*3. It is possible to look at the mean (or perhaps median) values of VO2 and mean values of power to weight ratio for each speed and correlate both of them. Mean values can signify the "steady state" value of VO2. This way, the relationship becomes more linear and the linear trend line shows an R-sq value of 99%. This helps to "approximate" a steady state metabolic cost from just power data alone.*

Fig 3 ; Linear trend between mean value of VO2 max and mean power to weight ratio for specific speeds during a graded VO2max test performed by the author.

*4. When the VO2max test incorporates a blood lactate test, it is possible to know what values of VO2, HR and also running power correspond to the lactate turnpoints (lactate thresholds). It is believed in the latest exercise science literature that lactate is not a waste, rather it is a source of energy and also a prevention mechanism against fatigue. However, a host of processess associated with fatigue occur around the lactate turnpoints. By having knowledge of the power values associated with these turnpoints, it is now directly possible to target "high power" training zones around those markers, rather than using someone else's interpretation of what your thresholds should be.*

*Please note that in making the above statement, indoor running power and outdoor running power are assumed to be close if you do not account for wind resistance. Please see appendix plots showing a narrow band of power values (185-190W) for jogging at 6mph.*

*6. If you assume 20.1 Joules of energy per ml of O2, the steady state VO2 values can be converted to a steady state metabolic energy cost. Subtracting the resting metabolic rate requirements from this value then gives you a relationship between net metabolic rate per kg and mechanical power to weight ratio for steady state running. Dividing the mechanical power to weight ratio by the net metabolic rate per kg gives you a predicted efficiency.*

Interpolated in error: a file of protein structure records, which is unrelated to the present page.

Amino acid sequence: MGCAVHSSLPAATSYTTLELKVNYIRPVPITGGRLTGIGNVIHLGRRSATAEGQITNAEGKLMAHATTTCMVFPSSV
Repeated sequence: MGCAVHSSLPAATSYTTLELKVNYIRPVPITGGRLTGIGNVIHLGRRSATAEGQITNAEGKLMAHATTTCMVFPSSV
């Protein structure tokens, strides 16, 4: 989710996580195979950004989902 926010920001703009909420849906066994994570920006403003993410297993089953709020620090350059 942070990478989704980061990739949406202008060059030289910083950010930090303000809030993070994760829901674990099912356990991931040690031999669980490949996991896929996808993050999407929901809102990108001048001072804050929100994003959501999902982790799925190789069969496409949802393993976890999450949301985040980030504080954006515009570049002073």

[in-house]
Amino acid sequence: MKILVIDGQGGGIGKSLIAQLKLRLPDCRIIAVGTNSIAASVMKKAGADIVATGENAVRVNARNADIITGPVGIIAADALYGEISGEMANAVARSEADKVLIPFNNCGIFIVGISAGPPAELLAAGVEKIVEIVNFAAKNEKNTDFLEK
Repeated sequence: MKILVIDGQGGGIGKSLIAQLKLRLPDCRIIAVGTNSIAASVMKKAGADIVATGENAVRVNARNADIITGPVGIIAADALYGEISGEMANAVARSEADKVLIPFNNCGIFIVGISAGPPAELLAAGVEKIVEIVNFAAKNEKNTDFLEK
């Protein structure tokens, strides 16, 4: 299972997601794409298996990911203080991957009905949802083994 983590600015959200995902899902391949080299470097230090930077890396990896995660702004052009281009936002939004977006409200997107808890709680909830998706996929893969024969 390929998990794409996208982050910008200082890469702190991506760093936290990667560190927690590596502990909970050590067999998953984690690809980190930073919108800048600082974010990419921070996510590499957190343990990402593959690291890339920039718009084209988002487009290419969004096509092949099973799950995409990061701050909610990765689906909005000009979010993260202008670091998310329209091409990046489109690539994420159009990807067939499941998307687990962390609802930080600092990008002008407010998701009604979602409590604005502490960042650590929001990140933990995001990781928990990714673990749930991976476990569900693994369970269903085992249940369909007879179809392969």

*My resting metabolic rate from past data (Weight = 65kg) = 68 kcal/h = 1.216 W/kg*

*For a running speed of 12kph, this translates to :*

*VO2, ml/kg/min = 8.8766(3.41W/kg)+ 8.2972 = 38.56 ml/kg/min = 775.056 J/kg/min = 12.92 W/kg*

*Net Metabolic Rate = 12.92 - 1.216 = 11.70 W/kg*

*Predicted efficiency = (Power/Weight )/ (Net Metabolic Rate / Weight) = 3.41/11.70 = 29.14%*

*7. VO2 and power values are very individual and vary with training (or lack of). I do not believe it is correct to use someone else's VO2 data and use their VO2-power correlations to derive one's own physiological "state". The Dutch researchers Hans van Dijk and Ron van Megen have*

**written on their blog**that test data from 14 runners show differences in the VO2-power relationship because some happen to be more economical than others. Caution should be exercised while estimating VO2 from power, especially at submaximal running speeds.

*In other words, there is no one absolute formula to estimate VO2 using power values and such approximations do not substitute for actual lab testing. That said, it is encouraging to see the proportional relationship of oxygen demand and measured running power for use in one's own study of training and racing performance.*

*Stay tuned for more. In*

**the next post**, I will show how I utilized running power metrics during a local duathlon in Dubai.

**APPENDIX**

Stryd does not account for wind resistance so on level ground, I'd be suprised if the power readings are too different between treadmill and outdoor running. See the two plots below, where at a slow jog at 6mph (10min/mile), I'm seeing a 180-190 wattage band for both scenarios. Such observations, I believe, are device dependant. Please experiment extensively with your footpod for establishing indoor and outdoor power values.

Appendix Fig 1: Two plots showing running power at a slow jog of 6mph while running indoor and outdoor (both circled).

Appendix Fig 2: Components of external power measured by Stryd which flows into the metabolic cost of running. Slide adapted by Andrew Coggan, where he took a graphic developed by Hoogkamer, Taboga, and Kram, which depicts the various metabolic costs of running and their power components.

Appendix Fig 2: Components of external power measured by Stryd which flows into the metabolic cost of running. Slide adapted by Andrew Coggan, where he took a graphic developed by Hoogkamer, Taboga, and Kram, which depicts the various metabolic costs of running and their power components.